Parental Consent

Is parental consent necessary before a district can provide special education programs and
services to a child with a disability for the first time?


Yes. Consent for initial evaluation does not constitute consent for initial provision of special education
services (20 USC § 1414(a)(1)(D)(i)(I); 34 CFR § 300.300(a)(1)(ii); 8 NYCRR § 200.5(b)(1)(ii)).


Therefore, a school district must obtain parental consent prior to initially providing special education and
related services to a child who has not previously been identified as having a disability (20 USC §
1414(a)(1)(D)(i)(II); 34 CFR § 300.300(b)(1); 8 NYCRR § 200.5(b)(1)(ii)). Consent is not required for
the initial provision of special education services in a 12-month special service and /or program.
However, if a school district provides special education services to a student for the first time during the
months of July and August and the student has not previously been identified as a having a disability,
consent must be obtained prior to the initial provision of special education services to the student (8
NYCRR § 200.5(b)(1)(ii)).


Unlike when parents refuse to consent to the initial evaluation of a child, a school district
may not initiate due process to override a parent’s refusal to consent to the initial provision of special
education and related services (20 USC § 1414(a)(1)(D)(ii)(II); 34 CFR § 300.300(b)(3); 8 NYCRR §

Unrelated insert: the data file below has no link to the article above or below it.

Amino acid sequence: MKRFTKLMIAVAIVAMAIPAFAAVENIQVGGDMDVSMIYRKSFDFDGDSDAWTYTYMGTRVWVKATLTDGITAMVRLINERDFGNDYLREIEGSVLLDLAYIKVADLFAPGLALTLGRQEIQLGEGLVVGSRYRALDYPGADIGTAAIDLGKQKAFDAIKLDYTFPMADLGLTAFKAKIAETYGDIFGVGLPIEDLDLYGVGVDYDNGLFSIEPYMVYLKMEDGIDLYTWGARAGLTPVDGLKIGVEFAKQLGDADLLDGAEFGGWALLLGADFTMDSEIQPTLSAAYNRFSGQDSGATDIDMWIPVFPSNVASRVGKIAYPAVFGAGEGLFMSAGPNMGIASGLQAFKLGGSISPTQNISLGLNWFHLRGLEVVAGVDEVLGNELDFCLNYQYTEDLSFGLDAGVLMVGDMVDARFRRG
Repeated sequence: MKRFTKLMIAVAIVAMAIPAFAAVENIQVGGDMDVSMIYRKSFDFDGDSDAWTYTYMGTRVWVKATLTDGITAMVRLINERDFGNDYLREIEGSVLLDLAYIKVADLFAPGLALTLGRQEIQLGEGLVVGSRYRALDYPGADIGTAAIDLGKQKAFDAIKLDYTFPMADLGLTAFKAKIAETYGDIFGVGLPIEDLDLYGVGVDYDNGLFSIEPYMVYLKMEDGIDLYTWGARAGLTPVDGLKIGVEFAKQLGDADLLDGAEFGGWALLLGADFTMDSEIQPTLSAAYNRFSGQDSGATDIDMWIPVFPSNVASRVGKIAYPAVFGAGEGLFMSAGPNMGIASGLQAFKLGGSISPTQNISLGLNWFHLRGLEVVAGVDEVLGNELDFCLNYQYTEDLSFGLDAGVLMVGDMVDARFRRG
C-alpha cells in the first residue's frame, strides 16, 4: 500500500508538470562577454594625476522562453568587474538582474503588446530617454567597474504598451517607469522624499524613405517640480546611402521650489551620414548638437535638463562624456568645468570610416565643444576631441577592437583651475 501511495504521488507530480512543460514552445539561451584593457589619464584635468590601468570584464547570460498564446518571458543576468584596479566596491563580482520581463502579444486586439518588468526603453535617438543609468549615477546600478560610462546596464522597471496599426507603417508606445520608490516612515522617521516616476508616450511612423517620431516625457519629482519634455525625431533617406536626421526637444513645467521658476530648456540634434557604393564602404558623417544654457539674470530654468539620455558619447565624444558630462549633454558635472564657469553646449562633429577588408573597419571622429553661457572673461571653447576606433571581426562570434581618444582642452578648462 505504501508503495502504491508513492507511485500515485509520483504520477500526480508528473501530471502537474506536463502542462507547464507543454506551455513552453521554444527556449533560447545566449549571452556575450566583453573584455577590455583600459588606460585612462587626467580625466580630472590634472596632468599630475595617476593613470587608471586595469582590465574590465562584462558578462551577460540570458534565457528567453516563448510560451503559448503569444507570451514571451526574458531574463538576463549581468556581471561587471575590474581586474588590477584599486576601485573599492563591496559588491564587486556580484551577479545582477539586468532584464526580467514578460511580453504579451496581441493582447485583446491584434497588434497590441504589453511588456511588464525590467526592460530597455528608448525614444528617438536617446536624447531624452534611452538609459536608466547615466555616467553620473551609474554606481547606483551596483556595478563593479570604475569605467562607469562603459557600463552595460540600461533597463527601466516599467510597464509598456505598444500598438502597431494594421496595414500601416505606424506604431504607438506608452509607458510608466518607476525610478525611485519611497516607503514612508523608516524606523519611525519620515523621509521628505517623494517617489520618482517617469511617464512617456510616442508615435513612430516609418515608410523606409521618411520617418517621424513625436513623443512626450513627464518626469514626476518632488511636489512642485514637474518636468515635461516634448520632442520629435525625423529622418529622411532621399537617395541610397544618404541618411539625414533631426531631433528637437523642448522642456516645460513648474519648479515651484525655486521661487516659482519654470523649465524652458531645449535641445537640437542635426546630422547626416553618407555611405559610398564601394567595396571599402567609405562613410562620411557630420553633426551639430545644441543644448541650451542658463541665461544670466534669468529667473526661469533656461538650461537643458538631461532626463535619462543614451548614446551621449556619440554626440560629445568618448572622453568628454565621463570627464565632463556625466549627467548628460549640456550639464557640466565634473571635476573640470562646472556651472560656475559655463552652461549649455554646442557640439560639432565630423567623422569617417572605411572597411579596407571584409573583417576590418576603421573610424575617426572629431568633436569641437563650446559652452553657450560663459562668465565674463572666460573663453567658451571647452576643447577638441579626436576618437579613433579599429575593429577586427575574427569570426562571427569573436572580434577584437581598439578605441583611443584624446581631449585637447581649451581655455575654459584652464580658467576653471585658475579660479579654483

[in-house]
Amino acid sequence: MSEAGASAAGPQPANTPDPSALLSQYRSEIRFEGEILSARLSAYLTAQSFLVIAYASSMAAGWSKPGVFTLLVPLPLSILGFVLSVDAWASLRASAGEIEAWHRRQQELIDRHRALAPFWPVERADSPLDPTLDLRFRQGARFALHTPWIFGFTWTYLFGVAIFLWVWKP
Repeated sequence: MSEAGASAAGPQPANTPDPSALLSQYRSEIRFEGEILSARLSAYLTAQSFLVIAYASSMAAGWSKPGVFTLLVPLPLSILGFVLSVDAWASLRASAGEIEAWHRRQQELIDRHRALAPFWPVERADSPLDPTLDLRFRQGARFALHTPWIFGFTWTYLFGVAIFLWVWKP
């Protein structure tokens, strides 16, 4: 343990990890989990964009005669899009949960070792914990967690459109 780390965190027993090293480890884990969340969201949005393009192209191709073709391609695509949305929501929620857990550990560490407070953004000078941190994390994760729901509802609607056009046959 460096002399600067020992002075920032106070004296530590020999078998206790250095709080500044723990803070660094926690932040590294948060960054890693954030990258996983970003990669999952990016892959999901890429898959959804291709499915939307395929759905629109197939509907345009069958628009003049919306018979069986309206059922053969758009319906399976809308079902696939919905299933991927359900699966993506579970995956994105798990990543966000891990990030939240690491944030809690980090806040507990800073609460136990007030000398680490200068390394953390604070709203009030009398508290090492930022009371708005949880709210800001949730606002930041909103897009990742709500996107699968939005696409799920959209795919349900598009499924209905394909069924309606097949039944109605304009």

200.5(b)(4)). Under such circumstances, a district will not be considered in violation of its obligation to
make a free appropriate public education, available to the child as a result of its failure to
provide the child the services for which it requested consent (20 USC § 1414(a)(1)(D)(ii)(III); 34 CFR §
300.300(b)(4); 8 NYCRR § 200.5(b)(4)). Neither does a school district have to apply the disciplinary
protections available to students eligible for services under the Individuals with Disabilities Education
Act when a student is not receiving services because of a parent’s refusal to provide consent for the initial
provision of services, or to allow an evaluation of the child (20 USC § 1415(k)(5)(C); 34 CFR §
300.534(c)(1).


Can parents revoke their consent to an initial evaluation, reevaluation or initial provision of
special education programs and services?


Yes. Parental consent is voluntary and may be revoked at any time. However, revocation of the consent
does not negate district actions undertaken after consent was given but before it was revoked (34 CFR §
300.9(c)(2); 8 NYCRR § 200.1(1)(3)).


Can parents revoke consent for the continued provision of special education and related
services after initial services have been provided?


Yes. Consent for continued provision of services may be revoked at any time in writing (34 CFR §§
300.9(c)(1), 300.300(b)(4); 8 NYCRR § 200.5(b)(5)). If this occurs, a school district may not continue to
provide the services nor may it use due process procedures to force continuation of services (34 CFR §
300.300(b)(4)(i), (ii); 8 NYCRR § 200.5(b)(5)(i), (ii)). However, it must provide the parents prior
written notice before actually ceasing the services (8 NYCRR § 200.5(b)(5)(i).


Upon receipt of a written revocation of consent, the district is not required to convene the committee on
special education or develop an individualized education program (see 54:6), for further provision of
services (34 CFR § 300.300(b)(4)(iv); 8 NYCRR § 200.5(b)(5)(iv)). Neither is it required to amend the
student’s education records to remove any references to the child’s receipt of such services (34 CFR §
300.9(c)(3); 8 NYCRR § 200.5(b)(5)(v)).


A district will not be deemed to have violated its duty to provide a free and appropriate public
education (see 54:3) to the student because it ceased providing special education and related services
following receipt of the parent’s written revocation of consent (34 CFR § 300.300(b)(4)(iii); 8 NYCRR §
200.5(b)(5)(iii)).

 

 

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